It can be difficult to focus on other parts of your swing when you feel like it is the release that really needs to be fixed. However, it is important that you trust the process and realize that learning these other fundamentals will improve your release by extension. The force that is created in the downswing when you rotate your lower body and lag the club is incredibly powerful, and it will cause you to release the club through impact correctly – even if you aren't really trying to do so. Stick to the plan of working hard on the other fundamentals in your game and rest assured that the release will get to where it needs to be soon enough.
Maximum Speed Does Not Mean Maximum Effort
In an effort to hit the ball as far as possible, many golfers make the mistake of swinging as hard as they can at every shot. Don't put yourself in that category. Yes, you want to max out your swing speed, but that needs to happen the right way, through the use of good fundamentals, excellent balance, and proper timing. You can't overpower the golf ball, and trying to do so will only lead to frustrating and disappointing results.
This is another concept that is difficult for the average golfer to grasp. It seems like you should have to swing extra hard if you want to hit the ball extra far, but that just isn't how the game works. It is the rotation of your body that accelerates the club head on the way down toward the ball, and there is only so much you can do to add speed to your turn. When you think about power in golf, you should be thinking more about efficiency than anything else. If your swing is efficient in the way you direct your power into the ball, you will hit long shots – even if you don't feel like you are giving it your all.
So what is the danger in trying to swing with 100% effort? Well, the biggest concern would be losing your balance. It is crucial to keep your balance at all times during the golf swing, as balance is essential for clean ball striking. Many golfers throughout the history of the game have allowed their balance to get off track as they try to swing harder and harder, and few (if any) of them wound up with positive results from that trade. When you lose balance, it is difficult to accurately locate the bottom of your swing, which is what you need to do if you want to catch the ball solidly in the middle of the face. Also, you may lose your footing if your balance gets off track, which can lead to even worse outcomes. Simply put, balance should always be prioritized ahead of making an aggressive swing, so keep yourself under control and focus on proper execution to achieve good distance.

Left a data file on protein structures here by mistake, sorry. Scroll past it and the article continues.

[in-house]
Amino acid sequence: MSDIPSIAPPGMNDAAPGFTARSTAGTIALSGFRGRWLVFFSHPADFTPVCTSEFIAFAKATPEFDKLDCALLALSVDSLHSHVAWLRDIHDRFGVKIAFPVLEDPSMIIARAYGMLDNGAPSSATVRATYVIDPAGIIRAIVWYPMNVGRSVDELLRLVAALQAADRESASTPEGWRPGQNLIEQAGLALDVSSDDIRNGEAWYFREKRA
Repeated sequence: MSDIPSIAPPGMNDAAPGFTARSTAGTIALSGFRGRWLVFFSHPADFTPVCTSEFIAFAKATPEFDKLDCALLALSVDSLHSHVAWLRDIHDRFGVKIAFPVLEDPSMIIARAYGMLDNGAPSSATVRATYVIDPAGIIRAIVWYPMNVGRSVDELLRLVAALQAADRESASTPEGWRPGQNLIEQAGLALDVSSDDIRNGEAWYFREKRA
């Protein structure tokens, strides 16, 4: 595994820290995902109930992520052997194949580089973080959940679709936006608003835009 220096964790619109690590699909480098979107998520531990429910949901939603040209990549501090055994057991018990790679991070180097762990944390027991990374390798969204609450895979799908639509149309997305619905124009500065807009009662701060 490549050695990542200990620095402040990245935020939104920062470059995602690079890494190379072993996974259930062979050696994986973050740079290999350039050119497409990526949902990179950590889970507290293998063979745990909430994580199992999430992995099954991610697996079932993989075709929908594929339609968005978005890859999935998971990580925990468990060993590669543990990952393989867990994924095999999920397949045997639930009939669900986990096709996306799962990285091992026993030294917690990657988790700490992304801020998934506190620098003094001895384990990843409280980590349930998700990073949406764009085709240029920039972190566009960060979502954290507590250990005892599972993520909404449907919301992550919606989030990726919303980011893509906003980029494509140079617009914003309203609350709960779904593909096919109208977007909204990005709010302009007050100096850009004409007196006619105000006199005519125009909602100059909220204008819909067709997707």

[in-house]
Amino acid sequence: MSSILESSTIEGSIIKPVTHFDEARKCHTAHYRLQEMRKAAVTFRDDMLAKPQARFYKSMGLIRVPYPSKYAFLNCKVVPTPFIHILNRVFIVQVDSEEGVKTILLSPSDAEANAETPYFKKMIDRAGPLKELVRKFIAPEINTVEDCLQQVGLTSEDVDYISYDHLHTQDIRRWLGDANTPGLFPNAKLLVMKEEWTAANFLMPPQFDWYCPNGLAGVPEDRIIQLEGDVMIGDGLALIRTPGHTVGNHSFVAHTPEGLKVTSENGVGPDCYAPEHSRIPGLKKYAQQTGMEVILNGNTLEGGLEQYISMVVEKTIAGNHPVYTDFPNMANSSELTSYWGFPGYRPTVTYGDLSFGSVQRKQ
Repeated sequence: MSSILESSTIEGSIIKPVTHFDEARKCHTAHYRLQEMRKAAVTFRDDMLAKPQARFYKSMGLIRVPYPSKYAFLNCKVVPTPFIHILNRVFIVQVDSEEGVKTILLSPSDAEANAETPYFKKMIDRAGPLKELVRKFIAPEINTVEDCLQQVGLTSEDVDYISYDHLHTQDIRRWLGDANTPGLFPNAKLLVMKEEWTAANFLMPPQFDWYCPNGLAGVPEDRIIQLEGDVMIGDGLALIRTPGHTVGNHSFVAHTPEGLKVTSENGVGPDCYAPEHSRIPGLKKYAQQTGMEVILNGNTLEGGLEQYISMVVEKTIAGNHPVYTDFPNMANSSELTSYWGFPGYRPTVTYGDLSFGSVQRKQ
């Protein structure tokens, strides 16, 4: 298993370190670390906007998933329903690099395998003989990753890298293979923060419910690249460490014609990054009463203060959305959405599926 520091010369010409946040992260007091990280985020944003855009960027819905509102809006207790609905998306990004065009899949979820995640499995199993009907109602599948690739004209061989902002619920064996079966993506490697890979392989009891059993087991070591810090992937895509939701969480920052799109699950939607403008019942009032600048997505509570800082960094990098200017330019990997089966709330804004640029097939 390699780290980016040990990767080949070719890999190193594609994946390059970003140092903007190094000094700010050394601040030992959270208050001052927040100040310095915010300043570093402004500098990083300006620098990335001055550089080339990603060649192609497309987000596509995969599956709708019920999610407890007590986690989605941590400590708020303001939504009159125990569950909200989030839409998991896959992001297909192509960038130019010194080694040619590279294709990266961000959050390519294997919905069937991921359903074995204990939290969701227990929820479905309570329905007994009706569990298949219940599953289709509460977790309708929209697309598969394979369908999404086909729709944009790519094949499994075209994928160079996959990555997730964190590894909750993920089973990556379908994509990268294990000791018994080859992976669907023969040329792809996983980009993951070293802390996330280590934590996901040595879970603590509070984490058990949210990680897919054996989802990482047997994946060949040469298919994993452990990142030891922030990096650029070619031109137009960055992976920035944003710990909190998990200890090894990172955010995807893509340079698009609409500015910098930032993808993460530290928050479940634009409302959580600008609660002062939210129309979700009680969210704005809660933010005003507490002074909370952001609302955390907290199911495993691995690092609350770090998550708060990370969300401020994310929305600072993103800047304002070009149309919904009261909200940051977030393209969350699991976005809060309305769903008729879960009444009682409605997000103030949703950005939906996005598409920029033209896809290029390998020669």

Do You Cross Over in the Short Game?
All of the talk so far in the content above has related to releasing the club in the full swing. When hitting full shots, there is no doubt that you want to have your hands cross over through impact in order to achieve a full release and maximum swing speed. However, does the same hold true for the short game? Do you want to release the club through impact when playing shots from on or around the green? Well, that depends on the specific kinds of shots in question.
When it comes to putting, the answer is definitively no. You do not want to release your hands through impact while putting, and you should certainly not have your right hand crossing over your left in any way. The putting stroke is a simple motion that is controlled by a rocking of the shoulders, and your hands and wrists should stay out of the action as much as possible. On long putts you might need to give your hands a bit a freedom in order to hit the ball hard enough to reach the hole, but you still aren't going to be making anything that would qualify as a full release.
With chipping, however, it is a bit of a different story. From around the green, you are going to use a release that would fall somewhere between the release you use in your full swing, and the non-release you use while putting. On a long chip, the right hand is going to cross over the left slightly, but not to the same degree that it would when hitting a driver, for instance. More important than the exact amount of release you use, however, is the fact that your hands need to keep moving all the way through impact and into the finish. Many amateur golfers stop the club right at impact when chipping, and they run the risk of hitting the ball fat in the process. If you are going to chip consistently well, it is crucial that the club stays in motion all the way through the shot – no matter how much release you happen to use.
The key thing to understand about the release is the fact that you don't want to be thinking about it when you are making a swing. If you can do a good job of getting the rest of your fundamentals in order earlier in the swing, you should be able to allow the clubs to release naturally at impact. Players who try to consciously think about crossing the right hand over the left usually fail in their efforts, so don't even go down that path with your swing. Focus on the other important keys in your swing, execute them correctly, and watch the release phase take care of itself.